Frank Oliver, the Liberal MP for Edmonton, had scarcely assumed his new duties in April 1905 as federal minister of the Interior in the Wilfrid Laurier cabinet when he received a troubling report from one of his department officials.
For the past few years, Robert Young, in his capacity as superintendent of railway lands, had been monitoring the rate at which homesteads were being taken up in Western Canada and concluded that the current rate of immigration would soon exhaust the available lands. It was a startling finding, especially when it had always been assumed that Canada had enough land for countless millions in North-West. In fact, the challenge in the 1870s and 1880s had been getting people to settle in Western Canada when there was still homestead land available in the United States.
That changed by the early 1900s when hundreds of thousands of immigrants answered the siren call of “the last best west” and the promise of 160 acres of free land.
More settlers applied for homesteads in Western Canada in the first decade of the 20th century than during the entire previous century. Saskatchewan led the way with 19,787 entries in 1905 and 27,692 the following year. By the end of the decade, three out of every five homestead entries in the three Prairie provinces were in Saskatchewan
The Department of Interior responded to this demand for land by opening up the southwest part of the province to homesteading, even though the dry mixed-prairie district was best suited to grazing. Oliver, wearing his other hat as minister of Indian Affairs, also pursued the reduction or outright elimination of Indian reserves on the grounds that bands had “idle” or “unused” lands that could be given to immigrant settlers.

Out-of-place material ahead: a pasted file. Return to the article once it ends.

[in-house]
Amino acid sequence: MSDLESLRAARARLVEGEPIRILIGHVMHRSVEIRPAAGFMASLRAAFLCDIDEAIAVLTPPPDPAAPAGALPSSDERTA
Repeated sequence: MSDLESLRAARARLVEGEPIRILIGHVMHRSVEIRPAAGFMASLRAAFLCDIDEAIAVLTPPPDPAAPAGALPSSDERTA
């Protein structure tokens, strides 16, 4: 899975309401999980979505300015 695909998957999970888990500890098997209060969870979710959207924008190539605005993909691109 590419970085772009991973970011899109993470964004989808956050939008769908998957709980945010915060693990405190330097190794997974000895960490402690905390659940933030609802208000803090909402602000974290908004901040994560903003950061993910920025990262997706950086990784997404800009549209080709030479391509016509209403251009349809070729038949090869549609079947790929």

Even then, the Department of Interior remained worried that the supply of homestead land might soon be gone and that prospective settlers would go elsewhere.
The Interior Department consequently began to investigate the idea of starting a second settlement frontier north of the North Saskatchewan River — what became known as “the New North-West.” It was not a far-fetched idea. Saskatchewan’s northern boundary had been set at the 60th parallel in the belief that it was the northern limit of agriculture.
In the summer of 1908, Frank Crean, a civil engineer by training and clerk with the Interior Department, was handed the task of examining a huge sweep of forested land south of the Churchill River between Stanley Mission on the east and Ile-a-la-Crosse on the west, including present-day Prince Albert National Park.
Although the local indigenous population depended on this territory for its subsistence activities, Crean determined that the land was ideal for raising cereal crops. Chancing upon a fine garden on Red Deer (Waskesiu) Lake, for example, Crean enthused: “I fancy this country might profitably be surveyed and opened for settlement.” In the end, he reported that almost one-quarter of the survey region of five million acres was ready for cultivation.
He reached an even more favourable conclusion the following summer when he continued his investigation westward from Portage la Loche into northeastern Alberta. Once again, he found small garden plots and promising patches of wheat and oats, a fact confirmed by the splendid photographs he took at northern settlements including one picture where the crop reached his shoulders.
Crean’s findings nicely dovetailed with the needs of the moment. But when two surveyors were sent into the region in 1909 — 10 to lay out the major base lines, including the third meridian, in preparation for homesteading — they found little land of agricultural value.
Faced with these contradictory findings, the Interior Department asked C.H. Morse of the University of Toronto School of Forestry to do another reconnaissance survey of the region in 1912. Morse strongly recommended that the land east of the Sturgeon River — generally rolling, heavily timbered, with sandy or gravelly soils — be set aside as a federal forest reserve.
That it was the right decision was confirmed by a 1914 soil survey of the new reserve. “It would be very unfortunate,” the report’s author concluded, “if this area were opened to settlement, as nothing but hardship and poverty followed by starvation awaits.”
As for Frank Crean, his name was given to the largest lake in Prince Albert National Park.
Bill Waiser’s latest book, A World We Have Lost: Saskatchewan Before 1905, is now available for purchase via McNally Robinson Booksellers.